(3 out of 5 stars)
"We just bought the movie 'The Fairy King of Ar'. It is an ok movie. I think it could have been better though. Allot better even. It starts out with a grandmother reading a book to her two grandchildren. The book is about a giant that wanted to marry the fairy king's daughter. They made a deal, but the king did not keep his side of the bargain. The giant gets pissed off and creates a big hole in the ground and grabs all the people of Ar and throws them down in the hole. The grandmother tells her grandchildren that they have to help the fairies escape. Then she dies and they inherit her house and land.
You can guess here what happens next. They move in after that and meet a cousin of the mother's, whom appears to be crazy and believes there are demons in the mine, that is in their yard. When actually the demons really are the fairies.
If you watch them movie closely you can catch all kinds of little mistakes or things that just don't make since. Like the person who wrote the story was in too big of a hurry and just threw it all together without a care. It has plenty of potential to be something better. Mind you, it is still a good movie. Just not the best.
I love the house in the movie and the yard. It was very magical. I also love the fact that there was a mural of Brian Froud's on one of the walls in the house. But the movie never focused on it. The fairies were computer animation. Which is fine and dandy but they were very poorly done. Even the fairies played by real humans could have had better make-up. And that Tombalina looked more like a boy than a girl fairy.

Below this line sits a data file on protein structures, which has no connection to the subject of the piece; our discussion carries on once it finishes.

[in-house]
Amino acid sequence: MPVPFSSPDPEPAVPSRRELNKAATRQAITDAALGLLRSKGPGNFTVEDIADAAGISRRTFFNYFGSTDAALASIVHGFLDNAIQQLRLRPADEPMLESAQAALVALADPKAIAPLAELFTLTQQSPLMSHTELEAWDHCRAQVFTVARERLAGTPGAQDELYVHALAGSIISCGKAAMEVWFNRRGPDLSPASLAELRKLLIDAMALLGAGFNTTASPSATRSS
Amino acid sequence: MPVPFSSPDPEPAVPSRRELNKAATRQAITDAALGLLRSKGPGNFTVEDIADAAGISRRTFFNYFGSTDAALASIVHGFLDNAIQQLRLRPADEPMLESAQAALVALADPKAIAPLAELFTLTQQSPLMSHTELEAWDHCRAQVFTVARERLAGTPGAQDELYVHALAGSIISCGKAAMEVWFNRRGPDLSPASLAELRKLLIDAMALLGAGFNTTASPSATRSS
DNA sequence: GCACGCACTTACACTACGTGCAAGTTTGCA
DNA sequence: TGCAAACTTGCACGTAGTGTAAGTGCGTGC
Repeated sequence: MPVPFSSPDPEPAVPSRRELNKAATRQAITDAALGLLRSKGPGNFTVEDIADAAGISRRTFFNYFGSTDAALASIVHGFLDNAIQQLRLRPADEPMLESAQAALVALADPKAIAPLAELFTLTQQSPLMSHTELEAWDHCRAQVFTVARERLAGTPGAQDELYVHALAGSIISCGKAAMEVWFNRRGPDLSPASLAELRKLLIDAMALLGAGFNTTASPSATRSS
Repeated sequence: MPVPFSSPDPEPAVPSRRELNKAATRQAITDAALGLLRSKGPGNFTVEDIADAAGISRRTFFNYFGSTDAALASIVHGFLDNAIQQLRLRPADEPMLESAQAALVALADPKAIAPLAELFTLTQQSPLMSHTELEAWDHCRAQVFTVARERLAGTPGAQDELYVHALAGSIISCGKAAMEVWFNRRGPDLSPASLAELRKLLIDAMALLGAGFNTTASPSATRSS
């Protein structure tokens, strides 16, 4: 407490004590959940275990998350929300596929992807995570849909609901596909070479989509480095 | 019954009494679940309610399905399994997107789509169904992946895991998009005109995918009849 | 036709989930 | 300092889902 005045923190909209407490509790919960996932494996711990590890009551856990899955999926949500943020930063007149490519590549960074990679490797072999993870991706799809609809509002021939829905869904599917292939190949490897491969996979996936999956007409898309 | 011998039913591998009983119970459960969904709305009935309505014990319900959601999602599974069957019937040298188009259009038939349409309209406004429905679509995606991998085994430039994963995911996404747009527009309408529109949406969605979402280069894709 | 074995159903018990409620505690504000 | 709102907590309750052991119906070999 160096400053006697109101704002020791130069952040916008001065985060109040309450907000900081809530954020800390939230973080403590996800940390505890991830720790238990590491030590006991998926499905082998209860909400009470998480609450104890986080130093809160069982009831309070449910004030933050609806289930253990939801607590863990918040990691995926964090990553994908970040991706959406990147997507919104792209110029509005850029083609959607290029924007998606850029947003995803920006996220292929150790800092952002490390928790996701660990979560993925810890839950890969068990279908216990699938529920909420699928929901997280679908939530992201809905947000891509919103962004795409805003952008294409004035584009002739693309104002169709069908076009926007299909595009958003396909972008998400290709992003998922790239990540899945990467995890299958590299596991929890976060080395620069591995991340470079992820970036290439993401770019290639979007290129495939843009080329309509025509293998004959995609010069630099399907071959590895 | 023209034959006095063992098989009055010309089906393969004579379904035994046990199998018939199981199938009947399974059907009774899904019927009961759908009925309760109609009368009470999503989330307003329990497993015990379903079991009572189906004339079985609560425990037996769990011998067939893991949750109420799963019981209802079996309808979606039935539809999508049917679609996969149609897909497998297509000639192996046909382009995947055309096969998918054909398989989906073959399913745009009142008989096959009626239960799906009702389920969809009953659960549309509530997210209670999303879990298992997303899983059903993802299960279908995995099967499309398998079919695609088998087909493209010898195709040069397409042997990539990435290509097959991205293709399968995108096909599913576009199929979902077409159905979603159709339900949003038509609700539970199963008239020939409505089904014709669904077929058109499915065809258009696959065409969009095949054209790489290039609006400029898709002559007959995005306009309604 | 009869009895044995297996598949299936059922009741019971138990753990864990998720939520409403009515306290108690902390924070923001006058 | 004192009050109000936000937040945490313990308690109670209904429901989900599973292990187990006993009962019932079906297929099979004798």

All in all I rate this movie three stars."
Perfect for the Younger Children
Susanna Duffy | Melbourne, Australia | 09/19/2006
(5 out of 5 stars)
"A delightful little story with no violence, no horror, no frightening monsters. Just lots and lots of little fairies from the same species as Tinkerbell.
It's perfect for the younger children, warm-hearted, with medium pace, and no worries about nightmares later on. The villian is not so villianous, he shakes his fist at children, the family is loyal and loving and the fairy is friendly, but shy. Even the goblins are more bizarre than brutish.
Great for the under-nines
Too scary for kids!!!
J. Chien | San Francisco, CA | 07/25/2008
(1 out of 5 stars)
"This movie was more like a horror film. An entire village is afraid that a family will excavate a mine that is haunted by goblins. The child characters have nightmares that the goblins get out and chase them down, only the nightmares turn out to be true. The twist ending which reveals the goblins are actually fairies tones the scariness down, but in my opinion, came far too late after scaring my daughter and me out of our wits! In the meantime, the father of the child characters comes down with a serious illness in which he coughs up blood and will die in a matter of months.
My daughter couldn't sleep the whole night after she watched it, so parents looking for feel-good entertainment for the family should beware. This isn't it."